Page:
The Effect of the Flint Water Crisis Secondary to Increased Lead Levels in Drinking Water on Constipation in Children in the City of Flint, Michigan, USA.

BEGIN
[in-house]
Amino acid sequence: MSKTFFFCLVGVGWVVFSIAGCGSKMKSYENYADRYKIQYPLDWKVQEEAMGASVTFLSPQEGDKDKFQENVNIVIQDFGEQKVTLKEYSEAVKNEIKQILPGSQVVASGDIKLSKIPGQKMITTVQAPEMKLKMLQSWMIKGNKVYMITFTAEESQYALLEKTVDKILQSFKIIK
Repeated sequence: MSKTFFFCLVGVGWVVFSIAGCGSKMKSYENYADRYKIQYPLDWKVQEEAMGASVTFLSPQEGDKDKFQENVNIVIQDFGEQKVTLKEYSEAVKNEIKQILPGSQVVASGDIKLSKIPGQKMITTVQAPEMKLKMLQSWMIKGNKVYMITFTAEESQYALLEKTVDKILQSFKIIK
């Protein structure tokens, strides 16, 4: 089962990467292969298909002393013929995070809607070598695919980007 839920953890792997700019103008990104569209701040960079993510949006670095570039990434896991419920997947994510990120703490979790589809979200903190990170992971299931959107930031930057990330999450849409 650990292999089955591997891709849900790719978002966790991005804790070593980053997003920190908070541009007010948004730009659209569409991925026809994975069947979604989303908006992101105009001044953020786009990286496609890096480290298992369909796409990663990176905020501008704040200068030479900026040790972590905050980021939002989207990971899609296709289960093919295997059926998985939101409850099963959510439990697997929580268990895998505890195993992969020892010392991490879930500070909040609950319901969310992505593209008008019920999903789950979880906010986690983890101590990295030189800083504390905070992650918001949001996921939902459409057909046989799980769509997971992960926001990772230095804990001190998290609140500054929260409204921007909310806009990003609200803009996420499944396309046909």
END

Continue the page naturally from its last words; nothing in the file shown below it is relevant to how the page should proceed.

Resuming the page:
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Introduction Constipation is a common condition in children, affecting almost one-third of the population at some point in childhood across the world. Functional constipation is the most common cause, with no clear etiology. From April 25, 2014, through October 16, 2015, the water source for the city of Flint residents was untreated Flint River water, which resulted in lead-contaminated drinking water. Lead poisoning has been associated with constipation and has multisystem sequelae, including neurological, muscular, and hematological impacts. Children may be especially vulnerable to this with their higher water intake-to-body weight ratio. There has been no previous study examining the possible relationship between the Flint water crisis and constipation in children. In our study, we aimed to see if the increased lead level in the water had any effect on constipation in children in Flint. Methods We included all children seen and diagnosed with constipation at Hurley Medical Center's Pediatric Gastrointestinal (GI) Clinic. We included only children seen in 2013 (pre-water crisis) and 2017 (post-water crisis). Children with chronic neurologic disorders, celiac disease, hypothyroidism, diabetes, Hirschsprung's disease, short bowel syndrome, and gastrointestinal surgeries were excluded. We looked at the age of presentation, associated symptoms, medications used, need for hospital admission or emergency department (ED) visits, and improvements at follow-up. Results A total of 79 patients were included in the study. There were 29 patients from 2013 and 50 patients from 2017 (post-lead exposure period). The rate of constipation referrals to the GI clinic for the Flint population of children was significantly higher in 2017 (p=0.001). The most common associated symptom was abdominal pain in both groups. Straining was more prominent in the 2017 group (60%) compared to the 2013 group (34.5%, p=0.029). There was no clinical or statistically significant difference between the groups noted in abdominal pain, blood in the stool, fecal incontinence, vomiting, history of urinary tract infection (UTI), abdominal distention, or stool impaction. Conclusions The number of patients referred to Hurley's Pediatric GI Clinic for constipation increased after the lead water crisis in Flint. Moreover, straining has significantly increased in post-lead exposure compared to pre-lead exposure. There was no clinical or statistically significant difference noted in abdominal pain, blood in the stool, fecal incontinence, vomiting, history of UTI, abdominal distention, or stool impaction between both groups. A larger study would need to be done to confirm these findings, rule out other cofactors, and look into minerals in water and their effect on intestine innervations.





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